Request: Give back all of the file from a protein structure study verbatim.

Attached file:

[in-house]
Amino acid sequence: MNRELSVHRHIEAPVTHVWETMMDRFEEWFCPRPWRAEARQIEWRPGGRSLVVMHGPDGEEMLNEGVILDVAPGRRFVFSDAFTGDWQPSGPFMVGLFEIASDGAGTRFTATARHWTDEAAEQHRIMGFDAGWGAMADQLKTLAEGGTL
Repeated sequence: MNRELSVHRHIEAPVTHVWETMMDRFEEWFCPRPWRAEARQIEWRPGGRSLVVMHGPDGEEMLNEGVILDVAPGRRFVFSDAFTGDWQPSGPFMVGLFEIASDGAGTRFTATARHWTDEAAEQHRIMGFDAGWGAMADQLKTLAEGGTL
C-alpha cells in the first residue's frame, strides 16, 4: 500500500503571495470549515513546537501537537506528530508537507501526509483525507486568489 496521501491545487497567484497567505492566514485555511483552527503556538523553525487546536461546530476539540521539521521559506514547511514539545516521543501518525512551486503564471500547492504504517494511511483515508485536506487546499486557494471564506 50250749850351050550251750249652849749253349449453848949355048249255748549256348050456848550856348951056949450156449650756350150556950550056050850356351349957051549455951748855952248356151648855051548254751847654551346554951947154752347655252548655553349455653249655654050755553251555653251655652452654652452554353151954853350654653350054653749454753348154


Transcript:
[in-house]
Amino acid sequence: MNRELSVHRHIEAPVTHVWETMMDRFEEWFCPRPWRAEARQIEWRPGGRSLVVMHGPDGEEMLNEGVILDVAPGRRFVFSDAFTGDWQPSGPFMVGLFEIASDGAGTRFTATARHWTDEAAEQHRIMGFDAGWGAMADQLKTLAEGGTL
Repeated sequence: MNRELSVHRHIEAPVTHVWETMMDRFEEWFCPRPWRAEARQIEWRPGGRSLVVMHGPDGEEMLNEGVILDVAPGRRFVFSDAFTGDWQPSGPFMVGLFEIASDGAGTRFTATARHWTDEAAEQHRIMGFDAGWGAMADQLKTLAEGGTL
C-alpha cells in the first residue's frame, strides 16, 4: 500500500503571495470549515513546537501537537506528530508537507501526509483525507486568489 496521501491545487497567484497567505492566514485555511483552527503556538523553525487546536461546530476539540521539521521559506514547511514539545516521543501518525512551486503564471500547492504504517494511511483515508485536506487546499486557494471564506 50250749850351050550251750249652849749253349449453848949355048249255748549256348050456848550856348951056949450156449650756350150556950550056050850356351349957051549455951748855952248356151648855051548254751847654551346554951947154752347655252548655553349455653249655654050755553251555653251655652452654652452554353151954853350654653350054653749454753348154